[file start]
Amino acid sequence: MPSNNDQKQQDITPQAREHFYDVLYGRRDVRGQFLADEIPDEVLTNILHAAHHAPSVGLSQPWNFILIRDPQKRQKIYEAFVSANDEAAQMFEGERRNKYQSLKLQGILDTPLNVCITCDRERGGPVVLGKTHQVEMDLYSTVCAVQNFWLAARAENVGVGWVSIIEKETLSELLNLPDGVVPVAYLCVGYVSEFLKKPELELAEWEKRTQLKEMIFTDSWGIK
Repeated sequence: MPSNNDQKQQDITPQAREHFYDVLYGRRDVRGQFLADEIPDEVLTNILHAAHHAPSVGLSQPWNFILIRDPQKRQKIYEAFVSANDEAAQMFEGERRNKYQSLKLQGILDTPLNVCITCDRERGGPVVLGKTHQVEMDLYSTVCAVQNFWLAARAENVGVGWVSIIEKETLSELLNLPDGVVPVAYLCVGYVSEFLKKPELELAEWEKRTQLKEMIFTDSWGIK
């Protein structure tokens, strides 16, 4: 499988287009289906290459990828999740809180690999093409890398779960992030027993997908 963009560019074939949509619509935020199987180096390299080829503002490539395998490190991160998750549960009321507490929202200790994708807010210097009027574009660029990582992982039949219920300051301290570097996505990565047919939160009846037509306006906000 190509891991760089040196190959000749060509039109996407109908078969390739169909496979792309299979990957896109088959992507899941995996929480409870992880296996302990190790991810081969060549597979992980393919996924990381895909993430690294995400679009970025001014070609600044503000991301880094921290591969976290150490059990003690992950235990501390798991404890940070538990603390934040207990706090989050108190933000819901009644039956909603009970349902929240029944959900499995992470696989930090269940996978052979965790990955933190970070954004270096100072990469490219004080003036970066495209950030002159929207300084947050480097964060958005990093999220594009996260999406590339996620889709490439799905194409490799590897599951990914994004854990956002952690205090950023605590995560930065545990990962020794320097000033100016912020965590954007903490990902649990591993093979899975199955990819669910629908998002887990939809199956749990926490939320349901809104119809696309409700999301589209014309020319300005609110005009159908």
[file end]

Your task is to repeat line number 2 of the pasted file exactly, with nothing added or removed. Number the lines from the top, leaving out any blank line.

Repeated sequence: MPSNNDQKQQDITPQAREHFYDVLYGRRDVRGQFLADEIPDEVLTNILHAAHHAPSVGLSQPWNFILIRDPQKRQKIYEAFVSANDEAAQMFEGERRNKYQSLKLQGILDTPLNVCITCDRERGGPVVLGKTHQVEMDLYSTVCAVQNFWLAARAENVGVGWVSIIEKETLSELLNLPDGVVPVAYLCVGYVSEFLKKPELELAEWEKRTQLKEMIFTDSWGIK